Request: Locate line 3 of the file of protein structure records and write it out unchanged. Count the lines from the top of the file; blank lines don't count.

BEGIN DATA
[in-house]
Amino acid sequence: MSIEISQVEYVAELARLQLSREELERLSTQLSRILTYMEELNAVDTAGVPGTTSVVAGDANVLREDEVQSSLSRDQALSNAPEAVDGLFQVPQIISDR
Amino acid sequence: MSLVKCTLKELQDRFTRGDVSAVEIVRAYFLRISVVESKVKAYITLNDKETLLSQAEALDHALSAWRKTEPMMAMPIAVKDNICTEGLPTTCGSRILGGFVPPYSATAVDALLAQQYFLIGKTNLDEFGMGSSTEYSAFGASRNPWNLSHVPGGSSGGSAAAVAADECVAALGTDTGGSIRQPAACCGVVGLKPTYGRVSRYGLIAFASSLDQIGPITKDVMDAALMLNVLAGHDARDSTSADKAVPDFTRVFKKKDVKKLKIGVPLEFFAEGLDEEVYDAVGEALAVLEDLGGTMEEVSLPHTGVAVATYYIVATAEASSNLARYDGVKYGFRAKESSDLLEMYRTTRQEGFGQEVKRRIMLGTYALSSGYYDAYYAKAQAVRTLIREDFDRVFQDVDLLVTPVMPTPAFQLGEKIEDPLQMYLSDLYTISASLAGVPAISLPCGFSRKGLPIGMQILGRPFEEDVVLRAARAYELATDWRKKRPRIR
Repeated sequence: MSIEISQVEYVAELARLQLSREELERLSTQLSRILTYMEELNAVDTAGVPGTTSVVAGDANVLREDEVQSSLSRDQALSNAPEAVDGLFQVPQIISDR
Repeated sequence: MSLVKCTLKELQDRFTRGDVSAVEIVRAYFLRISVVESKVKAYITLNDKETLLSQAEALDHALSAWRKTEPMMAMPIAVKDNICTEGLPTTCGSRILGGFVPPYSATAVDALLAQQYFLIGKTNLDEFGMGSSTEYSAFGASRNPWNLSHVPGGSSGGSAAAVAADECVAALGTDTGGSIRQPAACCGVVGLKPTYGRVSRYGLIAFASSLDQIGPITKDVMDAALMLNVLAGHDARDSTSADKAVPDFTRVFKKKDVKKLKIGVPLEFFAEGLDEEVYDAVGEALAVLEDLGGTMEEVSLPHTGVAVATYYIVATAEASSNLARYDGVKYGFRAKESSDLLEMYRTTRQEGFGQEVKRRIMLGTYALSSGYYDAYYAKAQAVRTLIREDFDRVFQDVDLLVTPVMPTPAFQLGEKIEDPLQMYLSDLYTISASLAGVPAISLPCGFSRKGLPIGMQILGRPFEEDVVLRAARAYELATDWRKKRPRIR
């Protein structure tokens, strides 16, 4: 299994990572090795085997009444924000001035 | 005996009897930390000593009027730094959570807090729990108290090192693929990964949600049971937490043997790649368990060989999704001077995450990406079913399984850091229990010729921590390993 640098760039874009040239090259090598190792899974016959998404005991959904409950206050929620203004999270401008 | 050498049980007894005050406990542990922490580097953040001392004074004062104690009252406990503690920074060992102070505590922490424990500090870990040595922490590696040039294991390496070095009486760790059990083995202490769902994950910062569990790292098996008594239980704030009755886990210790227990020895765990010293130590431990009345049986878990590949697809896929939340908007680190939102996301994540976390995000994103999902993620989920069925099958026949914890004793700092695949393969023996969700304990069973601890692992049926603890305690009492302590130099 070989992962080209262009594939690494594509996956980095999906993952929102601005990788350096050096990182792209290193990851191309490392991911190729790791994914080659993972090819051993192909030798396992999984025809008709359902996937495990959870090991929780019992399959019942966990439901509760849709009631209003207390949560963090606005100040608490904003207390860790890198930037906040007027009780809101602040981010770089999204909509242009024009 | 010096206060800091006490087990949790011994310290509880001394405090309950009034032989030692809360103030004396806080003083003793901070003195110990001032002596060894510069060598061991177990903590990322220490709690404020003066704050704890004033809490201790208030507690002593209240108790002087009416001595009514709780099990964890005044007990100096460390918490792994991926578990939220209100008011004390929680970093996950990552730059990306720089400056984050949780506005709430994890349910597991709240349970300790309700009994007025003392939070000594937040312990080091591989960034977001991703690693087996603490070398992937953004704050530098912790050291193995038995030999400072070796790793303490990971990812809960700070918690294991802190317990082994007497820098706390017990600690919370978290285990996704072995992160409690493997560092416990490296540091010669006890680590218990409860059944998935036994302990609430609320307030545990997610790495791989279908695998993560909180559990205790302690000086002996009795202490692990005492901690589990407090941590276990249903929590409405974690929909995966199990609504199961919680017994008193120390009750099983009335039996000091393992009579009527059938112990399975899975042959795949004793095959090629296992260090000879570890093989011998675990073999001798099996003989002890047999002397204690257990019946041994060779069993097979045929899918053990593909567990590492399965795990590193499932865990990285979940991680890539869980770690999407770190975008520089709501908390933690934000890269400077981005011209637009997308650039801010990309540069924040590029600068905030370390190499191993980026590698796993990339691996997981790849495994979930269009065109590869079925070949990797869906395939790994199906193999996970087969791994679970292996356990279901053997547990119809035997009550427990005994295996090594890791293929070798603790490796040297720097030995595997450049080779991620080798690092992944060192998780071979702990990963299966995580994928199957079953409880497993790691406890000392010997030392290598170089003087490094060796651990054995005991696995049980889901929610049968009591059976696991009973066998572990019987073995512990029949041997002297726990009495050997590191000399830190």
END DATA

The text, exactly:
Amino acid sequence: MSLVKCTLKELQDRFTRGDVSAVEIVRAYFLRISVVESKVKAYITLNDKETLLSQAEALDHALSAWRKTEPMMAMPIAVKDNICTEGLPTTCGSRILGGFVPPYSATAVDALLAQQYFLIGKTNLDEFGMGSSTEYSAFGASRNPWNLSHVPGGSSGGSAAAVAADECVAALGTDTGGSIRQPAACCGVVGLKPTYGRVSRYGLIAFASSLDQIGPITKDVMDAALMLNVLAGHDARDSTSADKAVPDFTRVFKKKDVKKLKIGVPLEFFAEGLDEEVYDAVGEALAVLEDLGGTMEEVSLPHTGVAVATYYIVATAEASSNLARYDGVKYGFRAKESSDLLEMYRTTRQEGFGQEVKRRIMLGTYALSSGYYDAYYAKAQAVRTLIREDFDRVFQDVDLLVTPVMPTPAFQLGEKIEDPLQMYLSDLYTISASLAGVPAISLPCGFSRKGLPIGMQILGRPFEEDVVLRAARAYELATDWRKKRPRIR